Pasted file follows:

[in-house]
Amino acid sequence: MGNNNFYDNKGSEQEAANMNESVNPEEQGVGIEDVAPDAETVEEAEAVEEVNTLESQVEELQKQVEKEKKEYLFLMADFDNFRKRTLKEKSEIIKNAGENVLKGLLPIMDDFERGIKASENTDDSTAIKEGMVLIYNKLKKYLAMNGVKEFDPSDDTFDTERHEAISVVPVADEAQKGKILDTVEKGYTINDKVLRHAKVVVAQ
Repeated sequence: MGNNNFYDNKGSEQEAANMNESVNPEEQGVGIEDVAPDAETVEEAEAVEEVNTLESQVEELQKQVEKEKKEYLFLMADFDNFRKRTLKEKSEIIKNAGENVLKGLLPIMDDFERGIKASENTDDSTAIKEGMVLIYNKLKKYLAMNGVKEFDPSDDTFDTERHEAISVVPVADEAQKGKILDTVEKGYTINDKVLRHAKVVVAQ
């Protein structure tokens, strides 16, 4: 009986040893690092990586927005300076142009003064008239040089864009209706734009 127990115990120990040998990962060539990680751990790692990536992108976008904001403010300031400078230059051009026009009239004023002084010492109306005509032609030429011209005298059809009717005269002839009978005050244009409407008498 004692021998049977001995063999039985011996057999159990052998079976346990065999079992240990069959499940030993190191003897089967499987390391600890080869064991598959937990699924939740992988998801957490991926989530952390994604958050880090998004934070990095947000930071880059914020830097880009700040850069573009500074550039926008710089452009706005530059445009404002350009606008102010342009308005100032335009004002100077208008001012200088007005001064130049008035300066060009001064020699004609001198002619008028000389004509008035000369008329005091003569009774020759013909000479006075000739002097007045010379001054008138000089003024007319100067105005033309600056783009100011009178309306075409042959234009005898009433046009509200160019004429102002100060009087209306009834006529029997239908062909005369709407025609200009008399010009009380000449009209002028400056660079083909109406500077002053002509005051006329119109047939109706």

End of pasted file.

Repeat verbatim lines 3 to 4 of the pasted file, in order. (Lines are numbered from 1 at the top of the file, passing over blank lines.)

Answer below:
Repeated sequence: MGNNNFYDNKGSEQEAANMNESVNPEEQGVGIEDVAPDAETVEEAEAVEEVNTLESQVEELQKQVEKEKKEYLFLMADFDNFRKRTLKEKSEIIKNAGENVLKGLLPIMDDFERGIKASENTDDSTAIKEGMVLIYNKLKKYLAMNGVKEFDPSDDTFDTERHEAISVVPVADEAQKGKILDTVEKGYTINDKVLRHAKVVVAQ
């Protein structure tokens, strides 16, 4: 009986040893690092990586927005300076142009003064008239040089864009209706734009 127990115990120990040998990962060539990680751990790692990536992108976008904001403010300031400078230059051009026009009239004023002084010492109306005509032609030429011209005298059809009717005269002839009978005050244009409407008498 004692021998049977001995063999039985011996057999159990052998079976346990065999079992240990069959499940030993190191003897089967499987390391600890080869064991598959937990699924939740992988998801957490991926989530952390994604958050880090998004934070990095947000930071880059914020830097880009700040850069573009500074550039926008710089452009706005530059445009404002350009606008102010342009308005100032335009004002100077208008001012200088007005001064130049008035300066060009001064020699004609001198002619008028000389004509008035000369008329005091003569009774020759013909000479006075000739002097007045010379001054008138000089003024007319100067105005033309600056783009100011009178309306075409042959234009005898009433046009509200160019004429102002100060009087209306009834006529029997239908062909005369709407025609200009008399010009009380000449009209002028400056660079083909109406500077002053002509005051006329119109047939109706």